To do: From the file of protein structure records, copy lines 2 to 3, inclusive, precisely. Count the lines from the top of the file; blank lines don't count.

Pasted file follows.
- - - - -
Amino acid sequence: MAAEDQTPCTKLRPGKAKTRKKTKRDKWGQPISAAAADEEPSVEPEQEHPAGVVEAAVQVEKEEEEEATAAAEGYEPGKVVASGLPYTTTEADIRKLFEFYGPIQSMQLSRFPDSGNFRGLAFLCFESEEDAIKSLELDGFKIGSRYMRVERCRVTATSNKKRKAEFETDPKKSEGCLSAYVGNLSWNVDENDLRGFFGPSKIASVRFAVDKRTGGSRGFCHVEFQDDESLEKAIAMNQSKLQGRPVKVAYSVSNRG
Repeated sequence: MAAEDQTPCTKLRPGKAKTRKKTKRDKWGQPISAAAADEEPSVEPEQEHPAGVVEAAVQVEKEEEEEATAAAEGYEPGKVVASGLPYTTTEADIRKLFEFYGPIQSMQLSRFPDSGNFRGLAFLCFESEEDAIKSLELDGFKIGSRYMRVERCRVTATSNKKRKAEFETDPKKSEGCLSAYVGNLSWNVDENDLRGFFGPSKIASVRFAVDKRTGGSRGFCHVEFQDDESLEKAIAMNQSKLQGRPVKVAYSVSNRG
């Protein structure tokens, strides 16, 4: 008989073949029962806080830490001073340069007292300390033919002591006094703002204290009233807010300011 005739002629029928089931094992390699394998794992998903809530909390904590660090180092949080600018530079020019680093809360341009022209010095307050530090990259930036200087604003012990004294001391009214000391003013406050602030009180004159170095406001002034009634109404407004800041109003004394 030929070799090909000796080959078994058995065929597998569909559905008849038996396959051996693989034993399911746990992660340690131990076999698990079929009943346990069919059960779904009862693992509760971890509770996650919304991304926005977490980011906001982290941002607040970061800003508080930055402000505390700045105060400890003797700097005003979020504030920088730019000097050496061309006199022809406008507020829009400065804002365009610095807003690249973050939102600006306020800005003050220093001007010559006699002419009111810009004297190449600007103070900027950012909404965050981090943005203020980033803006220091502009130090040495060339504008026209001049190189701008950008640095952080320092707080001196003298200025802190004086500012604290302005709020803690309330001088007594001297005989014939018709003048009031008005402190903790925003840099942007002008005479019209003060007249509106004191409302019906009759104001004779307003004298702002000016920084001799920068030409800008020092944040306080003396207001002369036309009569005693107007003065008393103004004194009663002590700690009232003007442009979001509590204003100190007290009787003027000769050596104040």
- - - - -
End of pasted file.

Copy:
Repeated sequence: MAAEDQTPCTKLRPGKAKTRKKTKRDKWGQPISAAAADEEPSVEPEQEHPAGVVEAAVQVEKEEEEEATAAAEGYEPGKVVASGLPYTTTEADIRKLFEFYGPIQSMQLSRFPDSGNFRGLAFLCFESEEDAIKSLELDGFKIGSRYMRVERCRVTATSNKKRKAEFETDPKKSEGCLSAYVGNLSWNVDENDLRGFFGPSKIASVRFAVDKRTGGSRGFCHVEFQDDESLEKAIAMNQSKLQGRPVKVAYSVSNRG
């Protein structure tokens, strides 16, 4: 008989073949029962806080830490001073340069007292300390033919002591006094703002204290009233807010300011 005739002629029928089931094992390699394998794992998903809530909390904590660090180092949080600018530079020019680093809360341009022209010095307050530090990259930036200087604003012990004294001391009214000391003013406050602030009180004159170095406001002034009634109404407004800041109003004394 030929070799090909000796080959078994058995065929597998569909559905008849038996396959051996693989034993399911746990992660340690131990076999698990079929009943346990069919059960779904009862693992509760971890509770996650919304991304926005977490980011906001982290941002607040970061800003508080930055402000505390700045105060400890003797700097005003979020504030920088730019000097050496061309006199022809406008507020829009400065804002365009610095807003690249973050939102600006306020800005003050220093001007010559006699002419009111810009004297190449600007103070900027950012909404965050981090943005203020980033803006220091502009130090040495060339504008026209001049190189701008950008640095952080320092707080001196003298200025802190004086500012604290302005709020803690309330001088007594001297005989014939018709003048009031008005402190903790925003840099942007002008005479019209003060007249509106004191409302019906009759104001004779307003004298702002000016920084001799920068030409800008020092944040306080003396207001002369036309009569005693107007003065008393103004004194009663002590700690009232003007442009979001509590204003100190007290009787003027000769050596104040």